“When did that happen?”
“You’re going silver….” My son was frowning as he focussed on my hair in the winter sunlight as we watched the fish in the pond. I didn’t like to mention that I wasn’t the only one. There is white at this son’s temples and the younger one has already lost a fair bit of his hair.
Even so, the conversation took me back to a night when I was a young newlywed. We had been out with friends and had gathered for coffee at the end of the evening, and I, as usual, was sitting on the floor.
“Your hair’s almost white! When did that happen?” Kenny, sitting on the chair behind me, had been shocked. His wife had laughed at him and moved the lamp… the ‘white’ was just the sheen on my hair catching the light.
Life moves so fast. Memories that are still fresh suddenly seem to be decades old and, while I really do not mind growing older, it still seems odd, somehow, to think I will never be young again. ‘Young’ is an integral part of who I am, and ‘old’, for now at least, is something I am learning to grow into. Both are part of me and I wouldn’t change that if I could.
We are constantly readjusting, both how we see ourselves and how we see the image the world mirrors back at us. It is only a matter of perspective and perception after all. To some, I am still young. To others, I am already old. I remember my own mother being positively ancient to me when she hit thirty… which now seems far too young for her to have had a teenage daughter.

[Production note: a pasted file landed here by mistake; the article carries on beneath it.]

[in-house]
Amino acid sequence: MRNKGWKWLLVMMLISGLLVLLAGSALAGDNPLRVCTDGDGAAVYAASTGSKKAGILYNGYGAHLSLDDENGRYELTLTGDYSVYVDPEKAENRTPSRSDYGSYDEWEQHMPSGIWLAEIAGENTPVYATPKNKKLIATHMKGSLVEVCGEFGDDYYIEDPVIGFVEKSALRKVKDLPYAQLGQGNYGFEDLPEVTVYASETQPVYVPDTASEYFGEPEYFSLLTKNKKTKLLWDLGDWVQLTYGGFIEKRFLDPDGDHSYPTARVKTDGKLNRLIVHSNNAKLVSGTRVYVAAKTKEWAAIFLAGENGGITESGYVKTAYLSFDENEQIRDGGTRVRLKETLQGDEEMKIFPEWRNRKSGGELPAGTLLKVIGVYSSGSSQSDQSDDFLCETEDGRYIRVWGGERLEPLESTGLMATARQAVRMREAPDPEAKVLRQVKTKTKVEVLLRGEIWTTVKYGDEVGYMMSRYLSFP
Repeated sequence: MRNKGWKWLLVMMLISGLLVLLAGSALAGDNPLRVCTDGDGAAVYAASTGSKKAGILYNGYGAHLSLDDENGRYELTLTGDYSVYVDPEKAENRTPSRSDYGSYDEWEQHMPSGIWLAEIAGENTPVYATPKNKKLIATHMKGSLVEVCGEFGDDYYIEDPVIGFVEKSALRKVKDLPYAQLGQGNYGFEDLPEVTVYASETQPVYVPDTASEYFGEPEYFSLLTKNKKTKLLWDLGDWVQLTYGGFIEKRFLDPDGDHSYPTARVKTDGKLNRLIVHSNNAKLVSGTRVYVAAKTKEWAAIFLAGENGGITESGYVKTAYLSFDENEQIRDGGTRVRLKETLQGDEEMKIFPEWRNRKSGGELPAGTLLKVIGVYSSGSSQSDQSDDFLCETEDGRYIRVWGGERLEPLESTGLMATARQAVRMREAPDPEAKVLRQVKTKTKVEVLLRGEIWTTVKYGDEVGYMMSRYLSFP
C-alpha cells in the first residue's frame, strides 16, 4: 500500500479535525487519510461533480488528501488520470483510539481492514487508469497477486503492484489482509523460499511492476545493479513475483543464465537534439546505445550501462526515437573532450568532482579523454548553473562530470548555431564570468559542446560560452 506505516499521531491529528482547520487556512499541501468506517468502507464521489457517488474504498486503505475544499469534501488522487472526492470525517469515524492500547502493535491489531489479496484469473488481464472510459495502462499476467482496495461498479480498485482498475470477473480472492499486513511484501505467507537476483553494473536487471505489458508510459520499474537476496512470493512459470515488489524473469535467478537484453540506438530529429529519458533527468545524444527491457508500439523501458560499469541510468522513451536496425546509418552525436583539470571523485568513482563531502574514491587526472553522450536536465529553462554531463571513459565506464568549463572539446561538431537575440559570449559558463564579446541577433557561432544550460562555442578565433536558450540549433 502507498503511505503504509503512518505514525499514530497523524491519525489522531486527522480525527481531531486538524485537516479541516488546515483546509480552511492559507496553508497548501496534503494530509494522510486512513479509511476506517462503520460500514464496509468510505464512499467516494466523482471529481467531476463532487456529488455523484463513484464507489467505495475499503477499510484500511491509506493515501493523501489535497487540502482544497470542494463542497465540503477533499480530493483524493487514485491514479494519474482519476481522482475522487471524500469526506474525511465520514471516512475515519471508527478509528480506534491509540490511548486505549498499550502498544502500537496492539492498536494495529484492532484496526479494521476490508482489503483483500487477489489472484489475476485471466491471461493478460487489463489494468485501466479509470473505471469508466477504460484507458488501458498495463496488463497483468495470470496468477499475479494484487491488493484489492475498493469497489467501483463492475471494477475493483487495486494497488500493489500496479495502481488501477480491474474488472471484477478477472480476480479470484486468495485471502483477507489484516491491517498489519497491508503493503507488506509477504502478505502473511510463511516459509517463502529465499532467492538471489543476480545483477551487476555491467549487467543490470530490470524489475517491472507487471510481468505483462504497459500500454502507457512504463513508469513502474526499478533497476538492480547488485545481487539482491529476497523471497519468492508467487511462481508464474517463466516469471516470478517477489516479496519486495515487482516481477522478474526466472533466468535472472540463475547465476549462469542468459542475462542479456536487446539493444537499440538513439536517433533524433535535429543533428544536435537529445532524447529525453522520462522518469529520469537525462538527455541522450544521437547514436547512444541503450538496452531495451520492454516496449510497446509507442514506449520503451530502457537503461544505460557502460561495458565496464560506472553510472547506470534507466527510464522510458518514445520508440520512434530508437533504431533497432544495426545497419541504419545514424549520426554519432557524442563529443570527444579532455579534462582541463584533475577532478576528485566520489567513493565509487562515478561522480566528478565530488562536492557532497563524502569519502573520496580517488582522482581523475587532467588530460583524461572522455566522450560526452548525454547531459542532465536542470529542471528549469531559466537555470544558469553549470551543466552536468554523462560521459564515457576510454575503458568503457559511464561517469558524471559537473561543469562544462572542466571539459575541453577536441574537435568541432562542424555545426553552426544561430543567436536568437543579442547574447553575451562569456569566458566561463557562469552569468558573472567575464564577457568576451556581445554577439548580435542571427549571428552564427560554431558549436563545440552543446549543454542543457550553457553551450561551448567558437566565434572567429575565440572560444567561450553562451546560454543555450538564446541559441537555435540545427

What others see on the outside… like the illusion of silver cast by the lamp… may be no more than their perception and may not be anything like the reality of what is inside. And I have to wonder about this whole youth and age thing anyway. We start off being ‘too young’, wanting to be older…until youth becomes a desirable asset, one to which we are encouraged to cling on to for as long as possible. We age regardless, until, instead of being ‘nowhere near’ that big birthday, to proudly announcing we are almost a grand old age.
Our lives are chopped into pieces by our perception of age and its relative value in society, yet every age, every moment of our lives is actually part of a single, natural process; we are alive. We tend to overlook the fact that it is a process, and that therefore every step is necessary and of equal value, from the first to the last.
There is that famous saying that ‘life is like a box of chocolates’, but in this case, I am not so sure that it sends the right message. Keep eating the things and not only will you get fat but the box will soon be empty, apart, perhaps, from that last one that nobody wants. At some point, you will reach for another and find they have all gone. That process can only end in disappointment.
Maybe life should be more like a rich wedding cake… carefully prepared from the best ingredients, slowly cooked and matured, decorated with beauty, sweetness and imagination, and the process not finished until the joyful celebration is over and every last crumb has been shared, leaving behind nothing but fond memories. I think I’d rather be a cake.